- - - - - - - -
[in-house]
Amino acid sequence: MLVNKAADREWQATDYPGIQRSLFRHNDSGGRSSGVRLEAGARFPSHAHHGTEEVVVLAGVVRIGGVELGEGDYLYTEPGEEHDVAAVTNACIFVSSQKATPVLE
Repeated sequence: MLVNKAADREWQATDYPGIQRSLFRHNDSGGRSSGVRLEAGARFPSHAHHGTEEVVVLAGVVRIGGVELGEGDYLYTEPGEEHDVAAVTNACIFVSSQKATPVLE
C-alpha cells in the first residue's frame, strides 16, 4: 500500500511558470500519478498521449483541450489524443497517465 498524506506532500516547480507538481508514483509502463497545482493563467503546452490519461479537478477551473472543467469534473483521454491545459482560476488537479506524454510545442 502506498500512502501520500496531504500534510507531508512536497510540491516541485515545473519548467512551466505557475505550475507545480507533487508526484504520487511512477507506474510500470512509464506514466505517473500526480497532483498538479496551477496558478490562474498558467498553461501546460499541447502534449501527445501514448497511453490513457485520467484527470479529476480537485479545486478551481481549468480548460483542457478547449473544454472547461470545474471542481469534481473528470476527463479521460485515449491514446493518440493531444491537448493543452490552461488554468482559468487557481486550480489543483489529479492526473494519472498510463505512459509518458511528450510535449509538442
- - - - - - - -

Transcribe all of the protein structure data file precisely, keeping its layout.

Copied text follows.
[in-house]
Amino acid sequence: MLVNKAADREWQATDYPGIQRSLFRHNDSGGRSSGVRLEAGARFPSHAHHGTEEVVVLAGVVRIGGVELGEGDYLYTEPGEEHDVAAVTNACIFVSSQKATPVLE
Repeated sequence: MLVNKAADREWQATDYPGIQRSLFRHNDSGGRSSGVRLEAGARFPSHAHHGTEEVVVLAGVVRIGGVELGEGDYLYTEPGEEHDVAAVTNACIFVSSQKATPVLE
C-alpha cells in the first residue's frame, strides 16, 4: 500500500511558470500519478498521449483541450489524443497517465 498524506506532500516547480507538481508514483509502463497545482493563467503546452490519461479537478477551473472543467469534473483521454491545459482560476488537479506524454510545442 502506498500512502501520500496531504500534510507531508512536497510540491516541485515545473519548467512551466505557475505550475507545480507533487508526484504520487511512477507506474510500470512509464506514466505517473500526480497532483498538479496551477496558478490562474498558467498553461501546460499541447502534449501527445501514448497511453490513457485520467484527470479529476480537485479545486478551481481549468480548460483542457478547449473544454472547461470545474471542481469534481473528470476527463479521460485515449491514446493518440493531444491537448493543452490552461488554468482559468487557481486550480489543483489529479492526473494519472498510463505512459509518458511528450510535449509538442